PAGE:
UK: Clyde & Co Research Shows UK Health And Safety Act Prosecutions Against Directors Treble In A Year
Last Updated: 9 November 2016

The number of company directors prosecuted for health and safety offences has more than trebled in a year, according to research from global law firm Clyde & Co.

Data obtained directly from the Health and Safety Executive (HSE) shows that 46 company directors and senior managers were prosecuted by the HSE in the year to 31 March 2016, compared to 15 in the previous year.

Meanwhile, Clyde & Co points out that the number of employees prosecuted has fallen, with just one individual employee prosecuted by the HSE in 2015/16, compared to 10 in the previous year.

Chris Morrison, Partner and UK Head of Safety, Health & Environment at Clyde & Co comments: "The data confirms what we've been seeing in practice with the HSE displaying an increased zeal to prosecute the most senior individuals within a business yet virtually ignoring employees who are frequently more culpable."

"By making senior management responsible for the health and safety failings of their business and their staff, the increased enforcement is a serious boardroom issue."

According to the research, of the 46 prosecutions, 34 found were found guilty, resulting in 12 prison sentences. The longest prison sentence imposed was two years.

Chris Morrison continues: "While the majority of director prosecutions relate to SME businesses due to there typically being some form of proximity or nexus with the director, the new game changing sentencing guideline for health and safety breaches with turnover related fines has created a new set of worries for directors of all sized businesses."

Value of HSE fines on the rise

According to separate research by Clyde & Co, the total value of fines imposed following HSE prosecutions in the first six months since the new guideline was introduced (1 February 2016) has risen by 43 per cent compared to the same period in the previous year.

The data received by Clyde & Co directly from the HSE showed that fines totalled £20.6 million from February 2016 to August 2016, compared to £14.4 million in February 2015 to August 2015 – a 43 per cent increase.  However, this figure does not include sentences imposed in cases prosecuted by local authorities and, anecdotally, the firm believes the true figure is likely to be much higher than the official statistics suggest.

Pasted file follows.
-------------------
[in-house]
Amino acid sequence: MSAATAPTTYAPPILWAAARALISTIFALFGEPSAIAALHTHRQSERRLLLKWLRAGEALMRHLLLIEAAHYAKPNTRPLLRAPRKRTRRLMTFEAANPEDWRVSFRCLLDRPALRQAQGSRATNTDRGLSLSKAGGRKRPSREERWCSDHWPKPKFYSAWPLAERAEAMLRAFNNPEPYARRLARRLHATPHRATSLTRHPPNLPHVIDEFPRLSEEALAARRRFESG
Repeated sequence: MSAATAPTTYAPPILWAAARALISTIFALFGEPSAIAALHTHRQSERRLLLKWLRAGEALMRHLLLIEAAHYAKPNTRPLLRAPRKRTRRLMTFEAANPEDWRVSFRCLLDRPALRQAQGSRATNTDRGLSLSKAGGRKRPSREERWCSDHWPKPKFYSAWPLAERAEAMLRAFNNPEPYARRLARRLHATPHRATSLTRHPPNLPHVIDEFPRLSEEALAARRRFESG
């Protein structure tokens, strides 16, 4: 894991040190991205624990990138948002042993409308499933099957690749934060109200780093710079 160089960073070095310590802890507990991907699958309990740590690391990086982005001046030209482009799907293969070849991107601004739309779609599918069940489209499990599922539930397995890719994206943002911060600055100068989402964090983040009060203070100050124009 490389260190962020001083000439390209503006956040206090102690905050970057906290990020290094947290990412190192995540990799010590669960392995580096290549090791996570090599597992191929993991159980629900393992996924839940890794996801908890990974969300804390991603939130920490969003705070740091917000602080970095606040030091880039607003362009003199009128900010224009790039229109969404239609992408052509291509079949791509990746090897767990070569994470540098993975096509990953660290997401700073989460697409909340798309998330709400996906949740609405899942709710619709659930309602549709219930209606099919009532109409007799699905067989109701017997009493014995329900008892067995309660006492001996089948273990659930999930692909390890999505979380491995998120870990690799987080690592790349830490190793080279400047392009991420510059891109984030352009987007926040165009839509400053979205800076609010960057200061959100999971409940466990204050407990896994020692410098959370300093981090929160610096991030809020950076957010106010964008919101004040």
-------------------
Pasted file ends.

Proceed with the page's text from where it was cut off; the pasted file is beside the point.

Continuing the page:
Clyde & Co points out that in the past few weeks there has been a spate of high value, high profile fines. Network Rail was fined £4 million, Foodles Production (for an incident involving Harrison Ford) was fined £1.6 million and Merlin Entertainments received the highest fine to date (under the Guideline), £5 million.

Chris Morrison comments: "After decades of relatively stable and predictable fines, the tide is now rising rapidly as the new guideline is applied by the criminal courts. The worrying thing for company directors is that fines are now routinely hitting the £1 million mark for non-fatal offences and even those where nobody has been injured meaning that any breach of the Health and Safety Act is  now potentially a serious threat to a company's bottom line."

Clyde & Co explains that under the new guidelines the value of fines against companies vary depending on the size of the organisation (determined by reference to turnover or equivalent) but can exceed £20 million for the very worst cases involving corporate manslaughter – and potentially even more for the largest companies.  

However, the firm's analysis of the sentencing trends suggests that the biggest impact is presently being felt by those organisations in the "medium" sized category (turnover between £10-50m).  These businesses are seeing fines removing a higher proportion of their turnover than any other business group. 

Chris Morrison continues: "The definitive guideline on sentencing health and safety matters is biting hard, but there is unquestionably more pain to come. We already know the Court of Appeal has paved the way for fines equal to 100 per cent of a business' pre-tax net profit with what appears to be a desire to bring regulatory criminal fines in line with financial services fines."

The Court of Appeal delivered a judgement in June last year in an environmental prosecution, which sent a warning that convicted companies should expect fines to be in the millions of pounds where repeated operational failures occur. It also warned that companies with a large turnover could face fines measured in the tens of millions of pounds, even reaching in excess of £100 million, explains Clyde & Co.

"Whilst health and safety has for many years featured prominently on many Board Meeting agendas, time spent on the point has not necessarily been significant. However, with the risk of turnover related health and safety fines now being so large, they are now material from an accounting and governance perspective which demands that all Directors, Executive and Non-Executive alike, sit up and take note."

"The new sentencing guideline means the commission and conviction of a health and safety offence has now become a potentially business critical issue, which senior management can no longer disregard as immaterial", adds Chris Morrison.  

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